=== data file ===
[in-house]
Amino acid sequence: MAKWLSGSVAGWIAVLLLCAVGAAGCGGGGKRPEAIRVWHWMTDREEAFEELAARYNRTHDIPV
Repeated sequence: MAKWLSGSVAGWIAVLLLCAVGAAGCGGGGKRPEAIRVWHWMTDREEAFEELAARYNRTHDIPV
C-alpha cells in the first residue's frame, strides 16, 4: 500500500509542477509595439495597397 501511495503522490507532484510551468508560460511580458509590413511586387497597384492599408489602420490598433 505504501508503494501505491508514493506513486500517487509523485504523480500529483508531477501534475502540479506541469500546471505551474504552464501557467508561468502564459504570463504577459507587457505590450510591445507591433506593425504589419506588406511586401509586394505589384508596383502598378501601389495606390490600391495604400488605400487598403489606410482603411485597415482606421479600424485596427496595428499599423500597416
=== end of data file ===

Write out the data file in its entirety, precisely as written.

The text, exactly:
[in-house]
Amino acid sequence: MAKWLSGSVAGWIAVLLLCAVGAAGCGGGGKRPEAIRVWHWMTDREEAFEELAARYNRTHDIPV
Repeated sequence: MAKWLSGSVAGWIAVLLLCAVGAAGCGGGGKRPEAIRVWHWMTDREEAFEELAARYNRTHDIPV
C-alpha cells in the first residue's frame, strides 16, 4: 500500500509542477509595439495597397 501511495503522490507532484510551468508560460511580458509590413511586387497597384492599408489602420490598433 505504501508503494501505491508514493506513486500517487509523485504523480500529483508531477501534475502540479506541469500546471505551474504552464501557467508561468502564459504570463504577459507587457505590450510591445507591433506593425504589419506588406511586401509586394505589384508596383502598378501601389495606390490600391495604400488605400487598403489606410482603411485597415482606421479600424485596427496595428499599423500597416